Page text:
In 1993, Harry Triana became the first CICOLAC unionist in Valledupar to fall victim to that war when killed in front of his children and work colleagues. The next came in 1996, when José Manuel Becerra Pacheco was beheaded and Alejandro Matias Vanstrahlen was shot. The following year, Toribio De La Hoz was shot while celebrating his 42nd birthday in his home and in 1999 Victor Mieles and his wife were abducted in front of one of Nestlé’s Cesar factories and later murdered.
Despite the violence, Luciano Romero emerged as a leading figure in the local union movement. “He was a person who had really absorbed the union’s values,” said Alfonso Baron, a friend of Romero’s and a local SINALTRAINAL leader who has worked at CICOLAC since 1986. “He was a good friend, a good companion, he showed solidarity and fraternity, he was respectful, a hard worker and he looked out for others.”
However, Romero’s activities soon attracted unwanted attentions. In 1988, the Colombian judicial police abducted Romero and tortured him in a secret prison for a week, according to a legal statement submitted by the unionist. By the late nineties, Romero’s work at the union and social activism had attracted the attentions of the paramilitaries, and he started receiving death threats.
The relationship between Romero and CICOLAC was strained. In 1999, a bomb went off at the factory, injuring one person – Luciano Romero. The company CEO, Carlos Fajardo, accused Romero of planting the bomb. The implication – that Romero was working with guerrillas – did not go unnoticed. It was a slur the union heard time and again from the company management, and especially from Fajardo.
“When someone says we are guerrillas it is dangerous,” said Baron. “In this country saying these things publically is risky because you don’t know who is there, who is listening, who is talking.”
The smear persisted even after Romero’s death but was finally laid to rest by the judge in the trial of Romero’s killers, who dismissed attempts to link Romero to the guerrillas of the National Liberation Army (ELN) as unfounded.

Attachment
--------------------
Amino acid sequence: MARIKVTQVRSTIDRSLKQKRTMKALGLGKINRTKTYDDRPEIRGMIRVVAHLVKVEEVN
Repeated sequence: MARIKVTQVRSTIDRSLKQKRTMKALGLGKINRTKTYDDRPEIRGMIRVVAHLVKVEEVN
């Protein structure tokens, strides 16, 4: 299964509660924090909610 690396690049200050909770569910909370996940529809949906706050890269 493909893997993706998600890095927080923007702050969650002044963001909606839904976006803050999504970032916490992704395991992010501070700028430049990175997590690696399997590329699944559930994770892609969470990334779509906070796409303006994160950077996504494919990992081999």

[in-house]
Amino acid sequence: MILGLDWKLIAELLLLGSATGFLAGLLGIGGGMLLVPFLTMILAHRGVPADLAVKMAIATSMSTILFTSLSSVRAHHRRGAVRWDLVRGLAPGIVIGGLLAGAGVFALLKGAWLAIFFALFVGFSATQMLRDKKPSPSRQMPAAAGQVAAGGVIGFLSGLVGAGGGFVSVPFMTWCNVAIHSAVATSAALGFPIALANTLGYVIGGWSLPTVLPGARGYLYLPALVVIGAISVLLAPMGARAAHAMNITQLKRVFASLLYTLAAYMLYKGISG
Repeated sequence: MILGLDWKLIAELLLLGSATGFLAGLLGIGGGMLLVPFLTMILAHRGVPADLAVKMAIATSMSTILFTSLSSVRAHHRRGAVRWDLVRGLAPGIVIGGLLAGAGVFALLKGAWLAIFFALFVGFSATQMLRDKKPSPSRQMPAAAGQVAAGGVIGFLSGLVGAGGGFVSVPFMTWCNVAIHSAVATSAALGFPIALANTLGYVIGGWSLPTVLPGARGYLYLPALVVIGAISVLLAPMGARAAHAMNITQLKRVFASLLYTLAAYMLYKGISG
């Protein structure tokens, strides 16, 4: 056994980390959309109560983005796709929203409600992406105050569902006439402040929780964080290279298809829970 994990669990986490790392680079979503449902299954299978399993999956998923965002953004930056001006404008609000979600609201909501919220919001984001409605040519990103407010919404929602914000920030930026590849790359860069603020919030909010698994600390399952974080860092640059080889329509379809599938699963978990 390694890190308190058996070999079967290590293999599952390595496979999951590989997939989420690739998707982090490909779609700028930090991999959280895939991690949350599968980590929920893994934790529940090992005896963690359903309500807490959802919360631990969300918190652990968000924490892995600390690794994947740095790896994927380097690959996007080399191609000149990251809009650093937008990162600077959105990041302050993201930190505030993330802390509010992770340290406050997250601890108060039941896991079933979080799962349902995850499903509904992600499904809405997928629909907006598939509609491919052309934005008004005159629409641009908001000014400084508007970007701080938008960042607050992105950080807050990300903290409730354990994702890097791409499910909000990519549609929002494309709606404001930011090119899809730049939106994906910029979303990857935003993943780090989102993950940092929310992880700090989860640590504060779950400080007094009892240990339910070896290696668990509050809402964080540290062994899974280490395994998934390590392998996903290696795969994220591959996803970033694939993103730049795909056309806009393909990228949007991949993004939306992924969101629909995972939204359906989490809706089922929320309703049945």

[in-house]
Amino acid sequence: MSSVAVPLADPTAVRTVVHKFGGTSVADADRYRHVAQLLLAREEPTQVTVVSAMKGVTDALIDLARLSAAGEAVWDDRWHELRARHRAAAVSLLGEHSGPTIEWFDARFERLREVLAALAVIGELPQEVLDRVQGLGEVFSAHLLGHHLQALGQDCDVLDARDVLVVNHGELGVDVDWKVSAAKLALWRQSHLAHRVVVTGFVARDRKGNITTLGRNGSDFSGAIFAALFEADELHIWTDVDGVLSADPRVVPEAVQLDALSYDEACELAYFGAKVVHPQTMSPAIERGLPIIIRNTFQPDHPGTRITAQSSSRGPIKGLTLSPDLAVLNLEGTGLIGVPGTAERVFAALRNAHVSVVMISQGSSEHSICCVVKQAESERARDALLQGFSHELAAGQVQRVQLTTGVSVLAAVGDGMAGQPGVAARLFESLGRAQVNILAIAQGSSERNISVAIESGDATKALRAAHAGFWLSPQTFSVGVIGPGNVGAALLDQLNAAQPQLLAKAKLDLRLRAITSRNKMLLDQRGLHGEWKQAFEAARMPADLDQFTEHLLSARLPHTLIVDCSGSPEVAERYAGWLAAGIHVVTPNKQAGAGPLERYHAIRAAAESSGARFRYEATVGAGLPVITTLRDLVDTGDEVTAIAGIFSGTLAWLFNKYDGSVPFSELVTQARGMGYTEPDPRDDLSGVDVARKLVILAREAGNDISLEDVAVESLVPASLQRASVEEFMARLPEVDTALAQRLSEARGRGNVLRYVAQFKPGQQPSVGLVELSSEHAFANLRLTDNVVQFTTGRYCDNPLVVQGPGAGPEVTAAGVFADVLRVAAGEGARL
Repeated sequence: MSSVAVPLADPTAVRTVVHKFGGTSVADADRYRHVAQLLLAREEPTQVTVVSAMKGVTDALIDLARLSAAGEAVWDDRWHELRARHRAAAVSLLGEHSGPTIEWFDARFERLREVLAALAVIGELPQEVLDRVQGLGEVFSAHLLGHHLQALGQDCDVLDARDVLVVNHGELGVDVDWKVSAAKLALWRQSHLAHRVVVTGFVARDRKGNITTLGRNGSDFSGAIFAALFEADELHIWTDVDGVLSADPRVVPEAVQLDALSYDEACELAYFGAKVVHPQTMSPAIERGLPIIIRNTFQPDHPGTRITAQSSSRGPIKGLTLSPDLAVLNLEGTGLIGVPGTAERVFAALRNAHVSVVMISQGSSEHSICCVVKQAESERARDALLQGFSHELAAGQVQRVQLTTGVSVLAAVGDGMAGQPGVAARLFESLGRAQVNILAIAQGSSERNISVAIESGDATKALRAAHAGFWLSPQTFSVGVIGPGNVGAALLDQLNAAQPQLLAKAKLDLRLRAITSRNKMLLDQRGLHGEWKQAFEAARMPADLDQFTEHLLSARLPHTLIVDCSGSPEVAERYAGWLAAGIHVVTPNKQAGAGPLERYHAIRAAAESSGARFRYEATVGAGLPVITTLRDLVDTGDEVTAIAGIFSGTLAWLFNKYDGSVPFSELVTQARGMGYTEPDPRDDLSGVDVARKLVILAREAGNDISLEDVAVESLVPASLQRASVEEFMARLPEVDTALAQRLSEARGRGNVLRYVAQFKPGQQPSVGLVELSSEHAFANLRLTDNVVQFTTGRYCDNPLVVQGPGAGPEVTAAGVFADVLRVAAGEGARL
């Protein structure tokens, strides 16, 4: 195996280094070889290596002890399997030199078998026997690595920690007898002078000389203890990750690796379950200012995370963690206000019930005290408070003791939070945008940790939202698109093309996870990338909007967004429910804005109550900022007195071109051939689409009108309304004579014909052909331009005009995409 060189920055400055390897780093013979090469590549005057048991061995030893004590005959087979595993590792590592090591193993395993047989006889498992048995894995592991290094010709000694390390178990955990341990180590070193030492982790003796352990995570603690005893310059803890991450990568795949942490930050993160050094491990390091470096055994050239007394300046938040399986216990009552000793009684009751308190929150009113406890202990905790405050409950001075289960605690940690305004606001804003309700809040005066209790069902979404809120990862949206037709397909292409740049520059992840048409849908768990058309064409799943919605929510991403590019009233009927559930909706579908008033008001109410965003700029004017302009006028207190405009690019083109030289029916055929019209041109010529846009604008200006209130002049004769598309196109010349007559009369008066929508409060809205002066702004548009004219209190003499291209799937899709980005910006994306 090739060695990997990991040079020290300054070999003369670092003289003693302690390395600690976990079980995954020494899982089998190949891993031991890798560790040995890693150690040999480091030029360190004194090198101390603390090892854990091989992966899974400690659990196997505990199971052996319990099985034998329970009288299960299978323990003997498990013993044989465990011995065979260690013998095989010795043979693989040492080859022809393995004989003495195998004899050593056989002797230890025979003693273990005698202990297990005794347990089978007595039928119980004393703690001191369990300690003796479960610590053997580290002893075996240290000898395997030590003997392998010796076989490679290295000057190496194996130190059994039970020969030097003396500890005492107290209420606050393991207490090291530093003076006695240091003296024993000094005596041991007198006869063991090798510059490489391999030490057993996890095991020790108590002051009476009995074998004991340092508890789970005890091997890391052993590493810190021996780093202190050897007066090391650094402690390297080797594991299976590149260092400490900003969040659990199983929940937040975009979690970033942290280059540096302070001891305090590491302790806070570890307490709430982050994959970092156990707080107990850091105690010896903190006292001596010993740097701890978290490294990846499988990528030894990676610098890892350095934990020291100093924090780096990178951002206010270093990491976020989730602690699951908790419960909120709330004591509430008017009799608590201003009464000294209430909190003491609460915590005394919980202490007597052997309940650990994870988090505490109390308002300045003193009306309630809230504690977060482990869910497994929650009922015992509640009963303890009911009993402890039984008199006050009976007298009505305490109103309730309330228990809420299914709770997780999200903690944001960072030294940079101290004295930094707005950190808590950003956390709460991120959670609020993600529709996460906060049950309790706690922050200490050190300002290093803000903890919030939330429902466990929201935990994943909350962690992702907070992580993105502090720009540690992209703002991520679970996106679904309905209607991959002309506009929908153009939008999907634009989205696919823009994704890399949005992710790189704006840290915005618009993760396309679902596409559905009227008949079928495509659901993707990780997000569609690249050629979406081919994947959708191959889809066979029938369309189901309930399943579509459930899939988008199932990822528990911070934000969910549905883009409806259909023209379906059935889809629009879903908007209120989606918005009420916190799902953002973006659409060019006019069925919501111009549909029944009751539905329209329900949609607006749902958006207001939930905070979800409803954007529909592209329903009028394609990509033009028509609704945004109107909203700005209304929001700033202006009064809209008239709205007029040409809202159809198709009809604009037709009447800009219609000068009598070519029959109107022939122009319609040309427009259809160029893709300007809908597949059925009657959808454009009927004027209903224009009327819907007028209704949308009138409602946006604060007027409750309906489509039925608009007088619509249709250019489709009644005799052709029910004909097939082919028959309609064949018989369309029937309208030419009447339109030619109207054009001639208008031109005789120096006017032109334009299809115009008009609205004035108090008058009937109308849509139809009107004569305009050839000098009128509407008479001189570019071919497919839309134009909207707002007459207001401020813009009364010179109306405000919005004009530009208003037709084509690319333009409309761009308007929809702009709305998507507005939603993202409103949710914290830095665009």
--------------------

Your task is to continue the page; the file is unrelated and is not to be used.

As well as the accusations the union worked with the guerrillas, Fajardo also hinted at his own connections to the paramilitaries. “To ingratiate himself with the union he would ring us up and warn us to be careful because we’re going to ‘see some things’” said Baron. Fajardo warned union members several times that Romero was on a death list, once saying he could protect the unionist as long as he remained at the company, according to witnesses.
The relationship between Romero and the company began to break down terminally in 2002, when Romero led taut negotiations over an expiring labor agreement. What should have been standard negotiations quickly descended into a crisis. “It was a very tense situation,” said Baron. “The company launched an attack to strip away all our social and economic rights.”
The union began to prepare for a strike. Within days, the paramilitaries began running night patrols and distributing threatening leaflets, and word reached the unionists that if they went on strike they would be killed. Rumors of a death list with Luciano Romero’s name on it began to circulate.
According to witnesses, notorious paramilitaries appeared at the factory when the union was holding protest meetings. Among them was Hughes Rodriguez Fuentes, also known as “Comandante Barbie.”